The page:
Monthly Archives: September 2015

27th Sunday in Ordinary Time – Year B

Indissolubility: A necessity of love,

not a precept



There are situations in which both spouses are wondering, with good reason, whether it is still worthwhile to insist in trying to fix a relationship gone bad and that is proving to be irremediably broken. They don’t love each other any more, there are character incompatibilities, annoyances, they speak only to offend and even the children are involved in the failure of the parents. What sense has it go on living together? Does God demand the extension of a living together which is a torture? Is it not better for everyone to go his/her own way and rebuild a life?


To these questions the logic of the men replies without hesitation: divorce is better. If so many couples split up after a few years of marriage, is living together preferable? If things do not go well let one go without much trouble.


In no other field, as in that of sexual ethics, man is tempted to give his own morals, and so the salt of the gospel proposal is often made insipid by many “buts,” “ifs,” “howevers,” and “depends.”


“To become as little children” is needed to enter the kingdom of heaven, to understand the difficult, challenging proposal of Christ. Only one who feels little, who believes in the love of the Father and trusts him, finds himself in a right disposition to welcome God’s thoughts. Not everyone can understand them, “but only those who have received this gift” (Mt 19:11), not the wise and prudent, but the small ones (Mt 11:25).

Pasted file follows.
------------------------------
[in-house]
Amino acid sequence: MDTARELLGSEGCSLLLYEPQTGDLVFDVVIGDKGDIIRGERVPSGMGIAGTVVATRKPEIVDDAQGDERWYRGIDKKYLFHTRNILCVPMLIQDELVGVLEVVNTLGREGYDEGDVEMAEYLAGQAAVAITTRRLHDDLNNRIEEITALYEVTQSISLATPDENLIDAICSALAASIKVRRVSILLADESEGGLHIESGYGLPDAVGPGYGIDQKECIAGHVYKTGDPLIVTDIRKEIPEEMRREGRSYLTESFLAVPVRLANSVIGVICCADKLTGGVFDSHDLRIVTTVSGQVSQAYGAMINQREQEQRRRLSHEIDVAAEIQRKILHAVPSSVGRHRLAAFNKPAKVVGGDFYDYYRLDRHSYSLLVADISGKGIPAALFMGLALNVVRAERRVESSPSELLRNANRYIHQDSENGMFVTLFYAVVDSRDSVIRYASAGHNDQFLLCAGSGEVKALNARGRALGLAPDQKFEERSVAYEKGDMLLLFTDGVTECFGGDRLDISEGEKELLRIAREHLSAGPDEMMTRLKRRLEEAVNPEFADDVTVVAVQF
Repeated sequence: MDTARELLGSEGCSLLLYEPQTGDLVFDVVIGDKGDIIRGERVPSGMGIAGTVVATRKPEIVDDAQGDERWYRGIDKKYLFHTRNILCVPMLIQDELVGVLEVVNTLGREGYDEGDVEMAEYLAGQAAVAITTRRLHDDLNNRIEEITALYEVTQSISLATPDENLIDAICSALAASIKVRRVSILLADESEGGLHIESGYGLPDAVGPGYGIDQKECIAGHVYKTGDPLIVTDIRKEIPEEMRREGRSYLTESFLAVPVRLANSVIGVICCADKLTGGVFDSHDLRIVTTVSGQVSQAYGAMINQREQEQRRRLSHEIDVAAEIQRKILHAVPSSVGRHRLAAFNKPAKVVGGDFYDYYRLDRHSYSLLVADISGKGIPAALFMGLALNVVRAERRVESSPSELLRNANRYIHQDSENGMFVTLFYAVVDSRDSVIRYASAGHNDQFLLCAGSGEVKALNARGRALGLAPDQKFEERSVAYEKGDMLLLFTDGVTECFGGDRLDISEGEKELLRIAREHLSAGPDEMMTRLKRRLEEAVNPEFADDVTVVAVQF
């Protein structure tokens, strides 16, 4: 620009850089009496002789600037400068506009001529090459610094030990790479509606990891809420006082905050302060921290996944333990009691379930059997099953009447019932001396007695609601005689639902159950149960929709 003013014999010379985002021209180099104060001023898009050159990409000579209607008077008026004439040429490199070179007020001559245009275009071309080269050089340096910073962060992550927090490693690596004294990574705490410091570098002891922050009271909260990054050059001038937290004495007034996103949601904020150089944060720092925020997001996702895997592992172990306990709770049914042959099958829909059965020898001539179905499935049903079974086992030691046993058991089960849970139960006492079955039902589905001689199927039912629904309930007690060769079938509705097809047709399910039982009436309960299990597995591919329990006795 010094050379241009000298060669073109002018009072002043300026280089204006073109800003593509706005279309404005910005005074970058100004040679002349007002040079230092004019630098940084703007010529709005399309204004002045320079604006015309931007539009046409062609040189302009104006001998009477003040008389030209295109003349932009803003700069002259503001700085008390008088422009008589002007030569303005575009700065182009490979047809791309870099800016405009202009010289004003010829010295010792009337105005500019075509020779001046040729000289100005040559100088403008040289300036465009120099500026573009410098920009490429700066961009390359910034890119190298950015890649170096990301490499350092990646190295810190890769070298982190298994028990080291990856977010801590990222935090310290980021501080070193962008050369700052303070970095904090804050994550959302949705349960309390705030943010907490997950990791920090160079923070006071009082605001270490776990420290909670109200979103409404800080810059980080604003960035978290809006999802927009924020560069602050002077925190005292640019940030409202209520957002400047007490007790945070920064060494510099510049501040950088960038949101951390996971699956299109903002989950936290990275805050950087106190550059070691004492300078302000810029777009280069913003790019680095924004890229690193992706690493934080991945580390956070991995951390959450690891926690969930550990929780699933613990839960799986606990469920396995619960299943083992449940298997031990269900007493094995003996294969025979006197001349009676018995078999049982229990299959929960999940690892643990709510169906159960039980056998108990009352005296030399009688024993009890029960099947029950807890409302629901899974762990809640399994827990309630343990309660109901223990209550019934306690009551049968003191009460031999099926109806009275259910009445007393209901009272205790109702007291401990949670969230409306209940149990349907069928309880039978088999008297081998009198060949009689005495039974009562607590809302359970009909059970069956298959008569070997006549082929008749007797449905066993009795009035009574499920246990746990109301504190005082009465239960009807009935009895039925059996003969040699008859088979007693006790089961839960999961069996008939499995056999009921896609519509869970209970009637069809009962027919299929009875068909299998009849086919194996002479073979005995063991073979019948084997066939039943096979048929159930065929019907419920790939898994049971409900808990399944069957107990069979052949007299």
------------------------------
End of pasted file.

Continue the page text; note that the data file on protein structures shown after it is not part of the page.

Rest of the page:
To internalize the message, we repeat:
“Only the narrow way that Jesus offers leads to life.”


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26th Sunday in Ordinary Time – Year B

We are given the Spirit

but not exclusively




It is not always easy to distinguish a friend from a foe. Sometimes it’s deceiving: the most trustworthy person, the one chosen as a confidant, a day can betray, while the one we kept under control because we judge him dangerous in the end may prove to be the most loyal companion.


How to understand who is with us and who is against us?


The Christian, at times, gives the impression to proceed alone down the right path traced out by Christ and is caught by anxiety; but as soon as he raises his eyes and looks around, he unexpectedly sees many generous, sincere, well-arranged traveling companions walking at his side. He is astonished and asks why he had not noticed them before.


He did not see them because they were hidden by the thick veil of presumption of being the only true disciple spread over his eyes. Envy and jealousy prevented him from recognizing the good done by those who were different from him.


The apostles were silent when Jesus questioned them about the reasons for their contention along the way. They were ashamed because the Master had exposed their petty ambitions (Mk 8:34). Instead, not only were they willing to admit, but they felt proud to cultivate the pride of the group, a haughty presumption which led them to consider enemies of Christ and condemn those who do not think like them.


“The pride of the group” is very dangerous: it is subtle and makes one deem holy zeal that which is only disguised selfishness, bigotry and inability to admit that good exists outside of the religious structure in which one belongs.


To internalize the message, we repeat:
“It’s not who prevails, but who makes oneself a servant is great in the sight of God.”


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